There are 93,000 households on the waiting list here - that is 40% of all the households in the city. So to get a new place you have to be classed as a priority or have been on the list a long time.
It is the same story across much of the rest of the country. Generally, only the homeless and those in urgent need can expect social housing.
It was not meant to be like this. Sheffield was one of many cities that benefitted from an enormous boom in council house building in the 50s and 60s.
FIND OUT MORE
Richard Bilton reports Council Houses: Cheats and Victims
BBC One, Wednesday 4 May
"A decent home for all at an affordable price" was the ideal that underpinned the shift from slums to shiny new council houses in post-war Britain.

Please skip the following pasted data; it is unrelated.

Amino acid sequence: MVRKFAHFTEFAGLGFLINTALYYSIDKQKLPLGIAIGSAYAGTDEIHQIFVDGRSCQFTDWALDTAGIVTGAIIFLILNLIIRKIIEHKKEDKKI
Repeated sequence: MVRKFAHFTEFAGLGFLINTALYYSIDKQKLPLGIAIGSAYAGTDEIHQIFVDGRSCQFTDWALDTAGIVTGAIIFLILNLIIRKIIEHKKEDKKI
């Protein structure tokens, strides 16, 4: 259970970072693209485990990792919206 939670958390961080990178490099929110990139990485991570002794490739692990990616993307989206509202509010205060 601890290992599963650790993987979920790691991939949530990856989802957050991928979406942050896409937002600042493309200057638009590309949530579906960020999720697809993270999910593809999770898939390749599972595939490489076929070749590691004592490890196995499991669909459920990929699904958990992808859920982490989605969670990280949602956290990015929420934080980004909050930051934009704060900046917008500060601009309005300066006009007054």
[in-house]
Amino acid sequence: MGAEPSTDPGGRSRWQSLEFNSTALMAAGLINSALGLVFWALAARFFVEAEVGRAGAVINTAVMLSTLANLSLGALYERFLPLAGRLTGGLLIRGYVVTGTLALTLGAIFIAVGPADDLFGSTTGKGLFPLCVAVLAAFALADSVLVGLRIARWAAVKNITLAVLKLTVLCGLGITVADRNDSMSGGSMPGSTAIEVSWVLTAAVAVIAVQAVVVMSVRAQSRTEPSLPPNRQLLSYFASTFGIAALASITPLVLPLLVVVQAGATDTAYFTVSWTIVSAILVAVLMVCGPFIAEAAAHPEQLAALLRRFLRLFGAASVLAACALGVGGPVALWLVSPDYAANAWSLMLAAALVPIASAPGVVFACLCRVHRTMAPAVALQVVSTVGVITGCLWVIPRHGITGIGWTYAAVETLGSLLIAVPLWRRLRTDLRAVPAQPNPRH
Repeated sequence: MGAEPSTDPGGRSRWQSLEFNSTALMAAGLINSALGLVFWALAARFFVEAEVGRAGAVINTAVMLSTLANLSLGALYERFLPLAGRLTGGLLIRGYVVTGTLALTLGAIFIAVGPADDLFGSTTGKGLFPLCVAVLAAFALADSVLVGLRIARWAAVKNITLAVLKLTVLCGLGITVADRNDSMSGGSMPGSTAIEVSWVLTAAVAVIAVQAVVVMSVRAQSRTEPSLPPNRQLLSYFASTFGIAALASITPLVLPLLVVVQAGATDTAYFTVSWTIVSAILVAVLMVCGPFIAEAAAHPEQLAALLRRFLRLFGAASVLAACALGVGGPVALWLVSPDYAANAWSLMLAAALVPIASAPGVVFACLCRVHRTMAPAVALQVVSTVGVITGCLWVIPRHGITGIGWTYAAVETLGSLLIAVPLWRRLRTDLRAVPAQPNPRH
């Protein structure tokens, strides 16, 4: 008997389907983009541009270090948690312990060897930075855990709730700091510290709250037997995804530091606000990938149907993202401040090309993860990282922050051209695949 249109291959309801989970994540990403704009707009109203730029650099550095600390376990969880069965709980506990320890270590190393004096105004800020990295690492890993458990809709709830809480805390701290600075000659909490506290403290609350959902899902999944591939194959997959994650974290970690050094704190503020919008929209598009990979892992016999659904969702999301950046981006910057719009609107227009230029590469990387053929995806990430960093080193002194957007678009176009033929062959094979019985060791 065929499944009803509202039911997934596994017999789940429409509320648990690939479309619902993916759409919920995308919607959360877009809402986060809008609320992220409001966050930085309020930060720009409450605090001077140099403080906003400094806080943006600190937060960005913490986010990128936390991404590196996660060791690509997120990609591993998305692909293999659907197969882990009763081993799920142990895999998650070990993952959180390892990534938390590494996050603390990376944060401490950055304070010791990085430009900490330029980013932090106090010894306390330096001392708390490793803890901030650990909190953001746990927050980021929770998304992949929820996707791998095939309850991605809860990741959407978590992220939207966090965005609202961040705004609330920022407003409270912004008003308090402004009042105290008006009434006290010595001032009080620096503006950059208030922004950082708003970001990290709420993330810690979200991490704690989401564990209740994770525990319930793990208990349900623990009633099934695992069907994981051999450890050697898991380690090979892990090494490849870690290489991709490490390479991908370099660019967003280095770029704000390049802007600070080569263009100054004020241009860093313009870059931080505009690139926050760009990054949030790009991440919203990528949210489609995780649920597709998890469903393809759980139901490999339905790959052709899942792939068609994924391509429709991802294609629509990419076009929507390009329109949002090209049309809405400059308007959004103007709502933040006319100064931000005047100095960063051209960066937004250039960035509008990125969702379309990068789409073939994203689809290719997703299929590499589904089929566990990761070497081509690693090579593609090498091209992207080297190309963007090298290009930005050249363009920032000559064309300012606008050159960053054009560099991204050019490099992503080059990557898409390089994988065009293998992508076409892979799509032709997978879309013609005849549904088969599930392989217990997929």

Hills and valleys were transformed into modern new estates.
A grainy film made at the time captures the excitement. Over shots of the new estates a plummy narrator announces: "Outworn residential areas have been replaced by modern dwellings."
So what changed?
Well, in part it is down to one of the most popular political ideas of the last 30 years.
"Right to Buy" was a flagship policy of Margaret Thatcher's Tory government. The public loved it and 2.5m families in council houses bought their homes.
Successive Labour and Conservative governments kept the policy in place.
And at the same time as council houses were being sold, others were being knocked down as part of regeneration schemes. What went was never replaced in anything like the same numbers.